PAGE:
Sporttrade has secured $36m in funding to help bolster its efforts to launch and expand its sports betting exchange in the US. [Image: Shutterstock.com]
A significant round of fundraising
Sports betting exchange startup Sporttrade has secured $36m in funding. The Philadelphia-based company revealed details of its latest round of funding in a statement on Tuesday.
A number of notable investors from the gaming and finance sectors committed funds, including former MGM Resorts International CEO Jim Murren and former Nasdaq Stock Exchange CEO Tom Wittman. Firms like Jump Capital, Hudson River Trading, Impression Ventures, and Tower Research Ventures also got involved.
will go toward expanding into more states, acquiring customers, and continuing to invest in its team
In addition to raising these funds, Sporttrade also issued some convertible debt to Nasdaq Ventures. The money that Sporttrade raised will go toward expanding into more states, acquiring customers, and continuing to invest in its team.
Plans to go live soon
Speaking about this recent round of funding was Sporttrade CEO and founder Alex Kane, who said that the fundraising will help the company achieve its goal “to elevate the sports betting industry by applying capital markets principles and technology and to place the customer at the forefront.”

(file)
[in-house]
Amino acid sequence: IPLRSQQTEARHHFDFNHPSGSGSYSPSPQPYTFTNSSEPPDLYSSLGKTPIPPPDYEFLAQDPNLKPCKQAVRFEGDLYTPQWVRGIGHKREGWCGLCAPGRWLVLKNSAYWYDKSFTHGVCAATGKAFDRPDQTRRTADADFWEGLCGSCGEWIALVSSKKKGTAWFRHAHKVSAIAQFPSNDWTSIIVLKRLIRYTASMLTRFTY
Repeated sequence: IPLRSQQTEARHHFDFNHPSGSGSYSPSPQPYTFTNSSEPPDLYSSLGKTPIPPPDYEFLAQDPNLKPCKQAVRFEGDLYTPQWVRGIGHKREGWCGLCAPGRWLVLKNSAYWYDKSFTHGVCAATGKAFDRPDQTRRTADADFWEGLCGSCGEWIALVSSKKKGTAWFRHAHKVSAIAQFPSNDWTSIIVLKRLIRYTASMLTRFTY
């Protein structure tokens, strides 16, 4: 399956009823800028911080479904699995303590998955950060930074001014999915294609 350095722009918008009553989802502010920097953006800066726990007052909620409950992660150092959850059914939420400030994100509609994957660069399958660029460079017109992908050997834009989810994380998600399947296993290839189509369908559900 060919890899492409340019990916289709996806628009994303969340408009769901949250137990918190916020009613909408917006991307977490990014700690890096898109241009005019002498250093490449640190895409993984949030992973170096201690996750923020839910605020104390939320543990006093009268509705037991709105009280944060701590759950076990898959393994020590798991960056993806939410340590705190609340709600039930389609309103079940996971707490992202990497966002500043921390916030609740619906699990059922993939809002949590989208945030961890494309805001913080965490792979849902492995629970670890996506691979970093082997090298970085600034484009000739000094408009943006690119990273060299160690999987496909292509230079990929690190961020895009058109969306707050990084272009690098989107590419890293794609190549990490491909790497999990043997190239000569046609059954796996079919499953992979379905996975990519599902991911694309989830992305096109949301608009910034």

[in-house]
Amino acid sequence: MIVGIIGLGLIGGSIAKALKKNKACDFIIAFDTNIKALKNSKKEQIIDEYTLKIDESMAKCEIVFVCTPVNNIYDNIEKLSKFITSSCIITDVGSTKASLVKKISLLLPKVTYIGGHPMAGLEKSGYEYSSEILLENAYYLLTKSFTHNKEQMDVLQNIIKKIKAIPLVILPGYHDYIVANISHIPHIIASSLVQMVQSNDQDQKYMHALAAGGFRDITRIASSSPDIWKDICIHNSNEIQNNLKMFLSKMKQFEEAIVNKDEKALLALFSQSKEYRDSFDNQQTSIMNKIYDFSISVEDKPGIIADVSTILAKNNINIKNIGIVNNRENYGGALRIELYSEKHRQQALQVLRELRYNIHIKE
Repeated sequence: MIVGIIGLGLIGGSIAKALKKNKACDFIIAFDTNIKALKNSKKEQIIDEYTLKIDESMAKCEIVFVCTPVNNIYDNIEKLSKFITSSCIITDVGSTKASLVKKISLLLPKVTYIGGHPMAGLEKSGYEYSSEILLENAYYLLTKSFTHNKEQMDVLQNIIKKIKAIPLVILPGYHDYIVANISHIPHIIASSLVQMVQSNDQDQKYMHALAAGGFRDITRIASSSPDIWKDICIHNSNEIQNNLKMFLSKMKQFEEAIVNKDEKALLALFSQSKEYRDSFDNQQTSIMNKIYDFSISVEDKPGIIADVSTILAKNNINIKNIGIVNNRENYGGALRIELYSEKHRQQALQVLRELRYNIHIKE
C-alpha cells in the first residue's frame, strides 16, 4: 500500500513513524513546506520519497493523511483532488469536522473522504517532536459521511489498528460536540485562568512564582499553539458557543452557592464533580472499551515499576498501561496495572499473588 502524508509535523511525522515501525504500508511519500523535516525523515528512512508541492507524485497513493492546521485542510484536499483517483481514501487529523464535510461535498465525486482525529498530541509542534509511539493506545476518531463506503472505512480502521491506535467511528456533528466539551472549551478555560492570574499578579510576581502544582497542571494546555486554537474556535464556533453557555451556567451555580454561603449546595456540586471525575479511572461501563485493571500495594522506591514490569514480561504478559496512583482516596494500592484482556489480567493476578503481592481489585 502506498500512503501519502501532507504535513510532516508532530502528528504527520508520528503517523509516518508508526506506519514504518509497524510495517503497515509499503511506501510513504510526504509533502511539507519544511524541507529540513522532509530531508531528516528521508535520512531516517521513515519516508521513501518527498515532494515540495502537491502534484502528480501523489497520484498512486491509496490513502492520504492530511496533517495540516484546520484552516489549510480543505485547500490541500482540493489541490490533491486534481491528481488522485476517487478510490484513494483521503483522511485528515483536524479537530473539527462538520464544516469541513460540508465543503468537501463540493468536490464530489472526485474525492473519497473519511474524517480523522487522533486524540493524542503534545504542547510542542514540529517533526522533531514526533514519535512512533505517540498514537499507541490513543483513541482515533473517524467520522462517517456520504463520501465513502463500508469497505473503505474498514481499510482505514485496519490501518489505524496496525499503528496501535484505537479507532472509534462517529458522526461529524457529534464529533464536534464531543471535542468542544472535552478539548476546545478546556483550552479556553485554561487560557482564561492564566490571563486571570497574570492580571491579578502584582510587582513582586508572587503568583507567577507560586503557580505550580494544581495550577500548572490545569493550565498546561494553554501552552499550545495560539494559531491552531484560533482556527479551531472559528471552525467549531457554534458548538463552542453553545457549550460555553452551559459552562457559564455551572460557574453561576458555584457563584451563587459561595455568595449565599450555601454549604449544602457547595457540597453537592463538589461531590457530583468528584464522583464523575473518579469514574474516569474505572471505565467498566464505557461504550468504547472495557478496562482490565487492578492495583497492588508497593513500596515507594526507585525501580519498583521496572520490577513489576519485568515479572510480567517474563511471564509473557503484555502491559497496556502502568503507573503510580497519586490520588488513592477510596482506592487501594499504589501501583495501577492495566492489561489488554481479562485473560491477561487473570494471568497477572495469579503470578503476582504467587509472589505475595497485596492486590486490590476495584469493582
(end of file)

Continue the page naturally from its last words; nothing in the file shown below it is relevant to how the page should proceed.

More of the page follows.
Jump Capital partner Yelena Shkolnik spoke about why the firm invested in Sporttrade. She said: “The US bettor will finally have a transparent open market of sports betting wagers to trade, and we couldn’t be more excited to be a partner.”
Sporttrade has not yet launched in the US market; it seeks to be the only sports betting exchange in the country. It is currently awaiting licensing and regulatory approval from the New Jersey Division of Gaming Enforcement. This would be through one of Bally’s Corporation’s online sports betting skins. Once it gets the green light, Sporttrade plans to have its iOS app up and running in the Garden State during the second half of 2021.
A new form of betting in the US
Sporttrade began in 2018 and plans to offer bettors an open marketplace in which they can trade sporting events with one another in a similar way that people trade stocks. It claims that its platform will offer enhanced liquidity and tighter spreads, as well as some unique features, including the ability to always be able to trade in and out of wagers.
While Sporttrade will not accept any bets, it will take a cut of a person’s winnings from a given wager. CEO Alex Kane previously stated that the commission would initially be around the 1% mark. He also said that the commission would hopefully drop to 0.1% in three years.
This is not the only significant crossover between Wall Street and a US-focused sports betting operator in the past few weeks. Already this month, financial trading firm Susquehanna bought a minority stake in the sports betting operator Smarkets. The operator currently has a sportsbook live in Colorado and is soon to launch in Indiana.